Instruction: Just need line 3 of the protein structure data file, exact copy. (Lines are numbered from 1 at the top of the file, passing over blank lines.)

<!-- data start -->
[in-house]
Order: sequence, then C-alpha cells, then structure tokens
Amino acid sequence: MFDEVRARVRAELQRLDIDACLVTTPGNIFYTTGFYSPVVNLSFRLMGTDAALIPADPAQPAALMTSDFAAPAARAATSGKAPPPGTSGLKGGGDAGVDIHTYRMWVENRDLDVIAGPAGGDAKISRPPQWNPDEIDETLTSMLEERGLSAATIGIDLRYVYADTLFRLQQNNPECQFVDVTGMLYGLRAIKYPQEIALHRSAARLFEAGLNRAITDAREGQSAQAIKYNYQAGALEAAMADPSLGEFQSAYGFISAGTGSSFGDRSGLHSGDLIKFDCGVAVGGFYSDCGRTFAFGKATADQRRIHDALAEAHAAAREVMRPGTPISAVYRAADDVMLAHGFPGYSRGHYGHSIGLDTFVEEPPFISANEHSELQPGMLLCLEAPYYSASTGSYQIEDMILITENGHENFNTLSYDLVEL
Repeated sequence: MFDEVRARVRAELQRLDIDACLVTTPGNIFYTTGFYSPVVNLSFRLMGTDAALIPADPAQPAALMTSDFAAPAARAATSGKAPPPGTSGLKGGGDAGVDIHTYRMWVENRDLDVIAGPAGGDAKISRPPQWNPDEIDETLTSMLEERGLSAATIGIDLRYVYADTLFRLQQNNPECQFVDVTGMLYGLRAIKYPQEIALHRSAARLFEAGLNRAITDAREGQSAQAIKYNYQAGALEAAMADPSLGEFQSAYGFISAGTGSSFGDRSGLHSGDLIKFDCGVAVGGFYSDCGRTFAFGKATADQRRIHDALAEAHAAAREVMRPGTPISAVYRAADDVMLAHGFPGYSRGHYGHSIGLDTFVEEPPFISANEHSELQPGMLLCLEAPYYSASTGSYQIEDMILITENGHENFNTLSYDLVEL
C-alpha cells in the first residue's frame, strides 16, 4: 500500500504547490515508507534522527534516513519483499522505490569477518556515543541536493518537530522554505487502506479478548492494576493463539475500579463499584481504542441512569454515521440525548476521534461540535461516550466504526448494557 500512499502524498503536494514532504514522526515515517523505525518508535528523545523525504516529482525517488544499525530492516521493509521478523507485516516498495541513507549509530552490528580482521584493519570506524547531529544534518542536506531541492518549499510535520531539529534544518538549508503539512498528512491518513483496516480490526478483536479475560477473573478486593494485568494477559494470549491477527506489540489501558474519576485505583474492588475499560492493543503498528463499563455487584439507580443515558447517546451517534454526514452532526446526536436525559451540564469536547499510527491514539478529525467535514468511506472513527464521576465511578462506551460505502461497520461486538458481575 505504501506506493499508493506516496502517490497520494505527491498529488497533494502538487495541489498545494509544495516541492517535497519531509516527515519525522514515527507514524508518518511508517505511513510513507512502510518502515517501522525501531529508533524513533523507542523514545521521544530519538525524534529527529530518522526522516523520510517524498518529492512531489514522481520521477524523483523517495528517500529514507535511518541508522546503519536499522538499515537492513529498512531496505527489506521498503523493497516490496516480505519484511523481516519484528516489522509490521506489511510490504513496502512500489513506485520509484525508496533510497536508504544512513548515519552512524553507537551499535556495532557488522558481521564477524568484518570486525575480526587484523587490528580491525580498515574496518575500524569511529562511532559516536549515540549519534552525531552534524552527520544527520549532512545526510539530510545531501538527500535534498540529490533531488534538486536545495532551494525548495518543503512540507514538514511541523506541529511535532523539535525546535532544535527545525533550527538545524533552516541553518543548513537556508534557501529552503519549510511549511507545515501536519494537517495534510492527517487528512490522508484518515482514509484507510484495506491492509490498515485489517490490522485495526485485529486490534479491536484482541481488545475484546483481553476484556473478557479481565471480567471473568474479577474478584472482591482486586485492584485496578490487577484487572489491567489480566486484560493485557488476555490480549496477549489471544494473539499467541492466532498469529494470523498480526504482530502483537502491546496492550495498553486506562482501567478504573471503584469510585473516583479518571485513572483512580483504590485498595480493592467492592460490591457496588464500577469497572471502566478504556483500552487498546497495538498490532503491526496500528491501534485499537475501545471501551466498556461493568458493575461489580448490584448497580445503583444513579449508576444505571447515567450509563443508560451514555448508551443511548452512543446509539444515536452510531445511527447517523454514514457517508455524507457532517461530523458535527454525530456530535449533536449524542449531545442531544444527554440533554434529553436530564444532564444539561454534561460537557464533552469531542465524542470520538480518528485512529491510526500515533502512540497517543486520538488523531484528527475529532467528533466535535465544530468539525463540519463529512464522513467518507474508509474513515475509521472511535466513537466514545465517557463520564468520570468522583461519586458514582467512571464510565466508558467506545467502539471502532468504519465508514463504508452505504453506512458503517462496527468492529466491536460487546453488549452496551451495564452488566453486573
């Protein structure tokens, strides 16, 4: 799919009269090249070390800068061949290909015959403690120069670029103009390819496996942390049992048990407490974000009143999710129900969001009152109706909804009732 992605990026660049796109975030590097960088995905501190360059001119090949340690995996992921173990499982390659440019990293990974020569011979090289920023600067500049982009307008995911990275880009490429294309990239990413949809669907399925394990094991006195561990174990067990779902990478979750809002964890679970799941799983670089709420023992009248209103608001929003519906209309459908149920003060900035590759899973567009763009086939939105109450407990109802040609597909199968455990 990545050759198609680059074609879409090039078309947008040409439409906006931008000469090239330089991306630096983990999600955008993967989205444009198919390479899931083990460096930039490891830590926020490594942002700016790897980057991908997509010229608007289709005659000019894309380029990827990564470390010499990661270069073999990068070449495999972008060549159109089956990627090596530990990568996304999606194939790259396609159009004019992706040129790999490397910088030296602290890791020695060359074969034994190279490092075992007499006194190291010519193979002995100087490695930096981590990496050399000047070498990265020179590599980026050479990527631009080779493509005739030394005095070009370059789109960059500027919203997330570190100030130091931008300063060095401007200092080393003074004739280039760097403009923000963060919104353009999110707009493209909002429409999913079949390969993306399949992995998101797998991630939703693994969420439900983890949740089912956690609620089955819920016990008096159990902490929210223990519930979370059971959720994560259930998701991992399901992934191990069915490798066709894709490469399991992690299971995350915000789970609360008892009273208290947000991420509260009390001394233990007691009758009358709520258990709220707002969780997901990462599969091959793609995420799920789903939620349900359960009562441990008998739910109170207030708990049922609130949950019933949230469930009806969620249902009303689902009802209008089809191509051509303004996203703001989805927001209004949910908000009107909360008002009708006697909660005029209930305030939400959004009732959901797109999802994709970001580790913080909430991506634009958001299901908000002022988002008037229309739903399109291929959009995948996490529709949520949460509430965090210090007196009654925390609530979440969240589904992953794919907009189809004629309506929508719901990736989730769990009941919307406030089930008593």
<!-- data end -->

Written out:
Amino acid sequence: MFDEVRARVRAELQRLDIDACLVTTPGNIFYTTGFYSPVVNLSFRLMGTDAALIPADPAQPAALMTSDFAAPAARAATSGKAPPPGTSGLKGGGDAGVDIHTYRMWVENRDLDVIAGPAGGDAKISRPPQWNPDEIDETLTSMLEERGLSAATIGIDLRYVYADTLFRLQQNNPECQFVDVTGMLYGLRAIKYPQEIALHRSAARLFEAGLNRAITDAREGQSAQAIKYNYQAGALEAAMADPSLGEFQSAYGFISAGTGSSFGDRSGLHSGDLIKFDCGVAVGGFYSDCGRTFAFGKATADQRRIHDALAEAHAAAREVMRPGTPISAVYRAADDVMLAHGFPGYSRGHYGHSIGLDTFVEEPPFISANEHSELQPGMLLCLEAPYYSASTGSYQIEDMILITENGHENFNTLSYDLVEL